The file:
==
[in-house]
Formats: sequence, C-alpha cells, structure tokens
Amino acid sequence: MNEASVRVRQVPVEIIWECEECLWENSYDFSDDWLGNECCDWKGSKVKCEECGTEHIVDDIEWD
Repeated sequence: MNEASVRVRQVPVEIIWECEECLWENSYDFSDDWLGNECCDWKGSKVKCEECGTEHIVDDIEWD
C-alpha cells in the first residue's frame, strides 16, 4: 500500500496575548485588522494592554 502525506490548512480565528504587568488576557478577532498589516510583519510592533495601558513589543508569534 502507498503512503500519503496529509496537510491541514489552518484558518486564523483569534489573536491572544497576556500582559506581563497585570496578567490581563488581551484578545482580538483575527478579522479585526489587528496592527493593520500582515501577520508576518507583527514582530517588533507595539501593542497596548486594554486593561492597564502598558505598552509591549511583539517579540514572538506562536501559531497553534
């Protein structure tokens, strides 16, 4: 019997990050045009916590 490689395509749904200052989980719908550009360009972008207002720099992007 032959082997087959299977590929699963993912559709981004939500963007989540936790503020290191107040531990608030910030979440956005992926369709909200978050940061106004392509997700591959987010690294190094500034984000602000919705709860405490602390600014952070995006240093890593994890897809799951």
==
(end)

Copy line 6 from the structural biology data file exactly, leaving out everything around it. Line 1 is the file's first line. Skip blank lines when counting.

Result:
């Protein structure tokens, strides 16, 4: 019997990050045009916590 490689395509749904200052989980719908550009360009972008207002720099992007 032959082997087959299977590929699963993912559709981004939500963007989540936790503020290191107040531990608030910030979440956005992926369709909200978050940061106004392509997700591959987010690294190094500034984000602000919705709860405490602390600014952070995006240093890593994890897809799951």